Women with opioid use disorder (OUD) face many challenges, among them the risk of poor outcomes in conditions involving reproductive and sexual health (RSH). Factors contributing to risk include less use of contraceptives, a higher incidence of unintended pregnancies, and an increased chance of contracting sexually transmitted infections and passing them on. What can … [Read more...] about Women with OUD Are at Risk for Poor Reproductive and Sexual Health Outcomes; OTP Staff and Providers Suggest Effective Interventions
Let’s say you’re a counselor in an opioid treatment program (OTP), and your methadone maintenance treatment (MMT) program suddenly launches an open-access initiative. Within days eligible patients are enrolled—whether they can pay or not—and allowed access, whenever they want, to their choice of counseling and medical and vocational services. Good idea? Bad idea? What … [Read more...] about Study Report: Implementing Open Access in OTPs; A Good Idea? Counselors Share Their Thoughts and Experiences
For people with opioid use disorder (OUD), getting into or staying in an opioid agonist treatment (OAT) program while in jail or prison has never been easy. But incarcerated populations now face a new challenge: the COVID-19 pandemic threatens access to treatment programs and their life-saving medications. Sachini Bandara, PhD, and her colleagues at Johns Hopkins, … [Read more...] about Study: COVID-19 Threatens the Incarcerated With Loss of Life-Saving OAT Treatment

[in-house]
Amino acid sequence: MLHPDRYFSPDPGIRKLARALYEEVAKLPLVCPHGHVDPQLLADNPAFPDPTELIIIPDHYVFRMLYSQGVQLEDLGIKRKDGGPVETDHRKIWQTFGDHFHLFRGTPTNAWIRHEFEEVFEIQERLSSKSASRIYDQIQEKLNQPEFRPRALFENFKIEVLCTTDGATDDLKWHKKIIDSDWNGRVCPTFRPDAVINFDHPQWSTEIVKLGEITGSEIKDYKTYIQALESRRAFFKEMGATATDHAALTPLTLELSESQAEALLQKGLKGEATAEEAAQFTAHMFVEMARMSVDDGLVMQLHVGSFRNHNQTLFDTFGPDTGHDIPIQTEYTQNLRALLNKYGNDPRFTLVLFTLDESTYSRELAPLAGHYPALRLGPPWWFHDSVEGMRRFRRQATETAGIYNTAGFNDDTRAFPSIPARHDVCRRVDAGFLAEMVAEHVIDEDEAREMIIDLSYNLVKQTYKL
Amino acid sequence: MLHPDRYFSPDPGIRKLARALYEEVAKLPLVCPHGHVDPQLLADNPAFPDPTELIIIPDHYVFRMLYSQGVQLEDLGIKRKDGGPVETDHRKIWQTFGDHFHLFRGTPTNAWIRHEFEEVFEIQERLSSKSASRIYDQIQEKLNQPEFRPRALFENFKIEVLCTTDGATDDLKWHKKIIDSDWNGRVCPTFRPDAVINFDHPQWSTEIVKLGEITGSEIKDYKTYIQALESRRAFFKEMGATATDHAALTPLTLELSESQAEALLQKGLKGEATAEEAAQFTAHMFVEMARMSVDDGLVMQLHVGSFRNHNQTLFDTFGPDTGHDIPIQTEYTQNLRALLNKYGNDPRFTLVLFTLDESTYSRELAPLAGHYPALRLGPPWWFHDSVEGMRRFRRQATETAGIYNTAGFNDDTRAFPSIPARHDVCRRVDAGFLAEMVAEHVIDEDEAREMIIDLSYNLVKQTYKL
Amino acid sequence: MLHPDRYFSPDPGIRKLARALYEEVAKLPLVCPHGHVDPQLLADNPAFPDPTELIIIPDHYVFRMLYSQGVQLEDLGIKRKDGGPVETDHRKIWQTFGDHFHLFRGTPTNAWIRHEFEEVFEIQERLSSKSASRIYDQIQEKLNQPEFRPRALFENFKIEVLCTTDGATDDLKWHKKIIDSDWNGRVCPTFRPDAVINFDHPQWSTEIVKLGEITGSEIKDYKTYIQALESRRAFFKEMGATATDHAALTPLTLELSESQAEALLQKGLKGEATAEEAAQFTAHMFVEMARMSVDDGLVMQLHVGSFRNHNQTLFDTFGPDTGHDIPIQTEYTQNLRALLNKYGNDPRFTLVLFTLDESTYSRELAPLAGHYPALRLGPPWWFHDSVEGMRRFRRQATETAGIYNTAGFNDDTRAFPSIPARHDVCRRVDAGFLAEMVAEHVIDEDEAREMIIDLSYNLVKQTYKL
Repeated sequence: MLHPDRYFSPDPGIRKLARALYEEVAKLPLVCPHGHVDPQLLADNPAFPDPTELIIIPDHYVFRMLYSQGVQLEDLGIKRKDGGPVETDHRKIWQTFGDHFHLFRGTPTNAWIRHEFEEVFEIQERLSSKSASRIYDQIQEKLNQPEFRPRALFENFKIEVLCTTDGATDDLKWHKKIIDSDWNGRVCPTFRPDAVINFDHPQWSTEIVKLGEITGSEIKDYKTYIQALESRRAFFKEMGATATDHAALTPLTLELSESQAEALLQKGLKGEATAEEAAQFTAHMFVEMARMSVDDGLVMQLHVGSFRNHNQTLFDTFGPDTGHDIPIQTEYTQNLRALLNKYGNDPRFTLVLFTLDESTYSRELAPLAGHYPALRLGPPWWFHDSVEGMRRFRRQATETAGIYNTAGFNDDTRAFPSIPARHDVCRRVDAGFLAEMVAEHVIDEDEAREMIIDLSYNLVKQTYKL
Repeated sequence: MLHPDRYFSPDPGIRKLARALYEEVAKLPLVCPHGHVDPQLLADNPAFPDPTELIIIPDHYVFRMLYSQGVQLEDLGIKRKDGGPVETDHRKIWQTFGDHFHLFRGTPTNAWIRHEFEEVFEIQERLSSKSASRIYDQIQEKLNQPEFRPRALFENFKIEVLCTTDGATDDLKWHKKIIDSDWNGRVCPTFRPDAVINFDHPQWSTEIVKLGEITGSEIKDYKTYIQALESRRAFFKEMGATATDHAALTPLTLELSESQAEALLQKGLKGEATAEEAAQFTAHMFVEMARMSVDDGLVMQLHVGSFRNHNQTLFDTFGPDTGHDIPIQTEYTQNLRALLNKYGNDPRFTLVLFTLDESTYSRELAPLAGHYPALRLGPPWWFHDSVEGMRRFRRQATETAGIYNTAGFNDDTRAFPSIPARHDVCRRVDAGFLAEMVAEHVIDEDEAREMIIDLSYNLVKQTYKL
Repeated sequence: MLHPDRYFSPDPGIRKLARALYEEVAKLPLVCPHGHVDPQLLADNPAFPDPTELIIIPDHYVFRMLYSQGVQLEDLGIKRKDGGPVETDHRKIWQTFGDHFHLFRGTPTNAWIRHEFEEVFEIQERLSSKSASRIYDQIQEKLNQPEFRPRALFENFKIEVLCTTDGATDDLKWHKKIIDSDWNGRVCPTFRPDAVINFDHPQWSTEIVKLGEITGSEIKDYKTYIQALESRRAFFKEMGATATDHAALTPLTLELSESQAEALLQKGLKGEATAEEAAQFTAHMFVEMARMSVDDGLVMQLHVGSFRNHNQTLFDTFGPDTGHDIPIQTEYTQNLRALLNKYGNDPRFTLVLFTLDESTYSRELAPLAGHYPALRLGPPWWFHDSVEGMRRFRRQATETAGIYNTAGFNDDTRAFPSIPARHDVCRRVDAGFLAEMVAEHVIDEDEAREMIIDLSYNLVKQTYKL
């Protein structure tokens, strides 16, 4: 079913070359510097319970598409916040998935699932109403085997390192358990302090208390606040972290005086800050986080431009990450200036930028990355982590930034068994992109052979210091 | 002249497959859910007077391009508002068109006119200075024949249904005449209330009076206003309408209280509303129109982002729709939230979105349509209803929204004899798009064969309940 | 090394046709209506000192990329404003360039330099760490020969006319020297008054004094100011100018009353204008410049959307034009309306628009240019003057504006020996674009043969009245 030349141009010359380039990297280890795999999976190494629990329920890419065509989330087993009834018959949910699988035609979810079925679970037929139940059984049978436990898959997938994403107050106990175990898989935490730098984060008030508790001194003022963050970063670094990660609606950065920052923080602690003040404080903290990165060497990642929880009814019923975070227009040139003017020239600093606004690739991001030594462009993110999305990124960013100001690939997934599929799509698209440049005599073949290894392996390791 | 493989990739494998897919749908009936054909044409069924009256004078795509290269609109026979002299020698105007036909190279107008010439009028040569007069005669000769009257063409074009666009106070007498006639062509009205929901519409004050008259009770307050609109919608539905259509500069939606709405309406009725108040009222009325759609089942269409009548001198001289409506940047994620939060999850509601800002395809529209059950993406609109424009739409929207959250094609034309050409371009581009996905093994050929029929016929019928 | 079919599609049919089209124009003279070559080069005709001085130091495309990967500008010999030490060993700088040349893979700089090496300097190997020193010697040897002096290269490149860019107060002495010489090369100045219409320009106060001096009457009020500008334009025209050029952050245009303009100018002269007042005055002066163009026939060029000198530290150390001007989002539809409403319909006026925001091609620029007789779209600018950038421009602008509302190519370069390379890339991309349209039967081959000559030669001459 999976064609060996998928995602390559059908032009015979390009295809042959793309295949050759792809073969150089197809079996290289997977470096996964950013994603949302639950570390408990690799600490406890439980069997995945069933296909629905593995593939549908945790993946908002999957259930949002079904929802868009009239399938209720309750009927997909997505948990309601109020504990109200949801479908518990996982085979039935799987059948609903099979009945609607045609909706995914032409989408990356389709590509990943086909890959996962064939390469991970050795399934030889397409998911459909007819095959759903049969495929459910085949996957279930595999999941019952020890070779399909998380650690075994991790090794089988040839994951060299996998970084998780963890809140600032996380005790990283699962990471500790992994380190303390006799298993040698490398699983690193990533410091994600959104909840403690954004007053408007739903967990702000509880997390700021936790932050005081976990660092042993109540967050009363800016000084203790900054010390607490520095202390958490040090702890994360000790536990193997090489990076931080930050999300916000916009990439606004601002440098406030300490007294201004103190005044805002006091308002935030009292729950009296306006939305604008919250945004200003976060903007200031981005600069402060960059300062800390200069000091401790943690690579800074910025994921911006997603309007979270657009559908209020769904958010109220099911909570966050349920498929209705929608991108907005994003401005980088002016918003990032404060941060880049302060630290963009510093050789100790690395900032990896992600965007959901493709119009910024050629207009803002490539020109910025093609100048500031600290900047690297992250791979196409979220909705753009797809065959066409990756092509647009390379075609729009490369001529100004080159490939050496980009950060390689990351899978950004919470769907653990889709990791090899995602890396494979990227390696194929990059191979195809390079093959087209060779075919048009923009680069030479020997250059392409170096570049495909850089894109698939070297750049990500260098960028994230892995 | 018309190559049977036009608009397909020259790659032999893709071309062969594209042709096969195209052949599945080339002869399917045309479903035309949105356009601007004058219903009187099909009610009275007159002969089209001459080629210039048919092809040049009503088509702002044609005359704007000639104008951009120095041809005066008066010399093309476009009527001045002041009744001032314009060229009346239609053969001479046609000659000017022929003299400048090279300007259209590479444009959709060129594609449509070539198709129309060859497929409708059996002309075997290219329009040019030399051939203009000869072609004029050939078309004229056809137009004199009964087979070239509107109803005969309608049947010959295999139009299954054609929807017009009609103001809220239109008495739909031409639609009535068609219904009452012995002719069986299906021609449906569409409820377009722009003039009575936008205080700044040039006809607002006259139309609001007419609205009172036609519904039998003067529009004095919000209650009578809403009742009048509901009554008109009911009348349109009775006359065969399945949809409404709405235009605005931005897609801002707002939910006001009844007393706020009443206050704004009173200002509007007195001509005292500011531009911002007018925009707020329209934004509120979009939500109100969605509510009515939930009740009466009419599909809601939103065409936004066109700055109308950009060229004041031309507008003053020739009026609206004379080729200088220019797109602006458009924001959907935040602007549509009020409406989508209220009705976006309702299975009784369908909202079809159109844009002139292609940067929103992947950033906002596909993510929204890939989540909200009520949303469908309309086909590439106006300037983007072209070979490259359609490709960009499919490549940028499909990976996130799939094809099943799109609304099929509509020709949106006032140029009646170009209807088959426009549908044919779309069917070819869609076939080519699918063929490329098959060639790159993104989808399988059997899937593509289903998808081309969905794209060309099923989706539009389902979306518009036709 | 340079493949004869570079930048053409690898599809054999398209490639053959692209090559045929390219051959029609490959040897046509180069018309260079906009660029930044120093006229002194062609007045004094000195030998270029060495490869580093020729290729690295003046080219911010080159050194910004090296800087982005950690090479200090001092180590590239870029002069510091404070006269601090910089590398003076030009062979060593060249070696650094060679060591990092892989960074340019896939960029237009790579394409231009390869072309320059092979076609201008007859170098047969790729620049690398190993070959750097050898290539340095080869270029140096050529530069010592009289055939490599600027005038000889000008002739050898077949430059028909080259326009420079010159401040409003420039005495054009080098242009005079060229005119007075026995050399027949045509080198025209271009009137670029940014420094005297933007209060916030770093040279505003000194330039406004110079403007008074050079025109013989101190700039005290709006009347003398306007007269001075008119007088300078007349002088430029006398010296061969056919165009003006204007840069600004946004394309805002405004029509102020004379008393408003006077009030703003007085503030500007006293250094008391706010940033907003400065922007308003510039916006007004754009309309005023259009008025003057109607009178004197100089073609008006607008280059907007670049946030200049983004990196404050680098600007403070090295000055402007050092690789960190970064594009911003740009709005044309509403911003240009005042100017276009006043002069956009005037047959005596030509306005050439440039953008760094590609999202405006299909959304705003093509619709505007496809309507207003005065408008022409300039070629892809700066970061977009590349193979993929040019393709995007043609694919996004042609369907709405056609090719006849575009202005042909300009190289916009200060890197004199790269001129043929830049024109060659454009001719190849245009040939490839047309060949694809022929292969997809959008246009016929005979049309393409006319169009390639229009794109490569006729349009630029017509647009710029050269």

Jail-based methadone maintenance treatment (MMT) sounds great in theory, but it’s rarely implemented. Yet opioid use disorders are common, with about 23% of state prisoners and 18% of federal prisoners reporting a history of opioid use. Tragically, once prisoners are released, loss of tolerance and the increased availability of potent synthetic opioids puts them at a high risk … [Read more...] about Can Jail-Based MMT Lower Costs and Help Prevent Recidivism?
It’s a scene that’s repeated countless times every day across the U.S. Siren blaring, an ambulance jolts to a stop at the entrance to a hospital emergency department (ED). Two paramedics jump out, open the back door, retrieve a young man strapped on a gurney, and wheel the gurney into the ED. A doctor hurries over. The lead paramedic calls out, “Apparent heroin OD; … [Read more...] about STUDY: Saving Lives by Launching Buprenorphine Treatment in the ED: What Clinicians Need to Know